NEW YORK (Reuters) - Facebook Inc’s 26 percent slide from its initial offering price may have investors who got in on the ground floor feeling resentful, but some fund managers are eager to see shares dip even further.
Technology glitches and a communications breakdown marred Facebook’s $16 billion IPO on May 18, leading many observers to believe the initial stock was overvalued, contributing to its free-fall over the past two weeks.
Still, the company isn’t value-free and at some price, shares represent an opportunity, portfolio managers say.
“There is no company in the Internet area that has gained such a huge market share in such a short period of time,” said Mark Hawtin, portfolio manager of the $64 million GAM Star Technology Strategy, a portfolio for offshore investors launched in February 2011. “It’s absolutely a value asset in the Internet world.”
Hawtin believes $18 to $25 a share “would be a great entry point.”
While many analysts are concerned about Facebook’s ability to generate revenues from advertising, Hawtin believes the model for the social media website will eventually be fee-based, which could prove very profitable.
“I think they will be the launch page for people to get to the Internet,” he said. Under a fee-based structure, vendors would pay Facebook for every user that goes to their site from Facebook.
For example, if Netflix Inc paid Facebook $10 for every person who came to their website, that could be $10 billion in revenue for Facebook, Hawtin said.
The fact that Facebook’s stock did not go up right away and keep climbing in its debut may serve the company well in the long run, said Jerry Jordan, manager of the $67.2 million Jordan Opportunity Fund.
“If they were well-coached by their bankers, they may have been told to wait for three to four months after the IPO (to announce) any big projects,” Jordan said. “You don’t want to show your leverage before an IPO.”
Jordan received a “tiny” allocation of Facebook stock pre-IPO and sold it the Monday after it started trading at a very small loss, he said. He may buy shares for the fund again if it hits $25 per share, he said.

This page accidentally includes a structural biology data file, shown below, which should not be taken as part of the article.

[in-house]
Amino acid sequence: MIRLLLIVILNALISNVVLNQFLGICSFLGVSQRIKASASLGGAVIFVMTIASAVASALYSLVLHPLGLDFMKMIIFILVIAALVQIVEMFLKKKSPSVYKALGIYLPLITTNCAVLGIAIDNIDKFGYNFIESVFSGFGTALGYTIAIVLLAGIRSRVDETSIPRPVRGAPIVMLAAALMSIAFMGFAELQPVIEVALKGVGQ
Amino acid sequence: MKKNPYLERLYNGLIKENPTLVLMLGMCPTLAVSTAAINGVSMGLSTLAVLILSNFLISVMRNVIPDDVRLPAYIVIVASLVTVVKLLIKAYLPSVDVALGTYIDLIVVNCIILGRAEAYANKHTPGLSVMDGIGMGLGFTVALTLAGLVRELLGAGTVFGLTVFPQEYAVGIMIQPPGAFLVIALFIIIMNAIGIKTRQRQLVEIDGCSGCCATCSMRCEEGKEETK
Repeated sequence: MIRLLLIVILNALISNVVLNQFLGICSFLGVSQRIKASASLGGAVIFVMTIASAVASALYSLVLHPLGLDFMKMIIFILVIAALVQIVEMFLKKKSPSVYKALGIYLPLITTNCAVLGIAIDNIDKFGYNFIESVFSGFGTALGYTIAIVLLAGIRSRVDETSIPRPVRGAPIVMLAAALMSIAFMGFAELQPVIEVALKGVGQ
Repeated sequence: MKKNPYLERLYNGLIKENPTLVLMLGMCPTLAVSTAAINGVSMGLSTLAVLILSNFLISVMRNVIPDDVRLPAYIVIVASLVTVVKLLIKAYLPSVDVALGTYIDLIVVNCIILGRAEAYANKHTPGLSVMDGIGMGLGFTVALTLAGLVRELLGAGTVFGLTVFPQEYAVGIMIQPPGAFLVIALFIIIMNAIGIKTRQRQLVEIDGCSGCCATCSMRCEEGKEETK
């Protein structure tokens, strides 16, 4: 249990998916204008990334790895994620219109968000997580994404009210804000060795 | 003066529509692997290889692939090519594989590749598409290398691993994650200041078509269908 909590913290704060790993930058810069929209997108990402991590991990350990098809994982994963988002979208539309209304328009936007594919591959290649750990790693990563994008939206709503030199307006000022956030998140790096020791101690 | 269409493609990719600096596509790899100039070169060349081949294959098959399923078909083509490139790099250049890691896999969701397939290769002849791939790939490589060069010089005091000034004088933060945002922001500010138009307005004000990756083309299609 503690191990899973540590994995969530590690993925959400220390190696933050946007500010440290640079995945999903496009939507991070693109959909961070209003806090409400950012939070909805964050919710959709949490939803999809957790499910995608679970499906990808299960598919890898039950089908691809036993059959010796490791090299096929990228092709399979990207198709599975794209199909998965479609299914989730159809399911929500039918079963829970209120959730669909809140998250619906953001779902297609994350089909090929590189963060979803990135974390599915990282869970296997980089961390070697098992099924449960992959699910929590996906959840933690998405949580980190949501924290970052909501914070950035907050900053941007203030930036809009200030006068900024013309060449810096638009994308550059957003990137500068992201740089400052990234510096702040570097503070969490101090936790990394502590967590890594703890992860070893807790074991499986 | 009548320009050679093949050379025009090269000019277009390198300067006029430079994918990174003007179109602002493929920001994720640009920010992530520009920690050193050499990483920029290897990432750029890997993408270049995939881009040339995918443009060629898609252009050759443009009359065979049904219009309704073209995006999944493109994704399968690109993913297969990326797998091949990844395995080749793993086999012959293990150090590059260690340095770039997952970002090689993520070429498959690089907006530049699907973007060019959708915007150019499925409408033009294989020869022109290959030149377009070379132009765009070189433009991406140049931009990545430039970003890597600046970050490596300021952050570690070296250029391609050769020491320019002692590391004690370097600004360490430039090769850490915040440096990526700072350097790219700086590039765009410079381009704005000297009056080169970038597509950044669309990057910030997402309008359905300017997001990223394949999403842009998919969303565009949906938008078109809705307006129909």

Zack Shafran, manager of the $1.1 billion Ivy Science and Technology Fund is also unfazed by the concerns surrounding the stock’s decline.
“A lot of the time there is a real disconnect between a company and a stock, and the Facebook IPO is a good example of that,” Shafran said.
Shafran believes Facebook has a strong brand and organization, but is not convinced the company has shown evidence of a clear path to sustainable profitability.
Even so, Shafran said if the stock comes down enough, he would strongly consider buying it because of its products, management team and brand recognition. He did not have a specific stock price in mind.
Some fund managers say no price is low enough for them to be convinced to buy Facebook shares.
Dan Morris, portfolio manager of the $4.4 million Manor Growth Fund, is staying away from Facebook and other social media sites for the time being because they are overpriced.
“The valuations are not there,” he said. He cites companies like Apple Inc and Google Inc — both top holdings in his fund — as having the strongest valuations in the technology sector.
Morris said it will probably be a couple of years before he knows if that’s the right call.
“I don’t want to be haughty,” he said. “Sometimes you get it right, sometimes you don’t.”
On Friday, Facebook’s stock fell 5.4 percent to $28.01. It’s off more than 26 percent from its offering price of $38.
Reporting By Jessica Toonkel; editing by Jennifer Merritt and Jeffrey Benkoe